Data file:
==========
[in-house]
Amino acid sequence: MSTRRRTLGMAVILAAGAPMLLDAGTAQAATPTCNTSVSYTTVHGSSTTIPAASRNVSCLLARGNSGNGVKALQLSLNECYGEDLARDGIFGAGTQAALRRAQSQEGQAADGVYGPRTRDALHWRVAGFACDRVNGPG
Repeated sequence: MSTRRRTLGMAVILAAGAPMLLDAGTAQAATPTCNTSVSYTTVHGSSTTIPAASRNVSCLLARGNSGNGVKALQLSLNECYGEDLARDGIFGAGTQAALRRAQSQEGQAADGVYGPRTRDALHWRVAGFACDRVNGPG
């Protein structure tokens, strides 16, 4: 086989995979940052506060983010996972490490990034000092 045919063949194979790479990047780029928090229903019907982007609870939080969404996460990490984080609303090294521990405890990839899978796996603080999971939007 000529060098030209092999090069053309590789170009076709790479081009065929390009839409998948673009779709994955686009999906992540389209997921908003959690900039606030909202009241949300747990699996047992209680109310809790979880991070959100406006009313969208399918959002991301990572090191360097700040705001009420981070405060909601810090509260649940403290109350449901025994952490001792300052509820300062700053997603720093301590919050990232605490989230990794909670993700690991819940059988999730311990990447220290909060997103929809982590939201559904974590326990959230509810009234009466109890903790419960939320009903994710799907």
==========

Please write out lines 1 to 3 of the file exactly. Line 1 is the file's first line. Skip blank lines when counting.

[in-house]
Amino acid sequence: MSTRRRTLGMAVILAAGAPMLLDAGTAQAATPTCNTSVSYTTVHGSSTTIPAASRNVSCLLARGNSGNGVKALQLSLNECYGEDLARDGIFGAGTQAALRRAQSQEGQAADGVYGPRTRDALHWRVAGFACDRVNGPG
Repeated sequence: MSTRRRTLGMAVILAAGAPMLLDAGTAQAATPTCNTSVSYTTVHGSSTTIPAASRNVSCLLARGNSGNGVKALQLSLNECYGEDLARDGIFGAGTQAALRRAQSQEGQAADGVYGPRTRDALHWRVAGFACDRVNGPG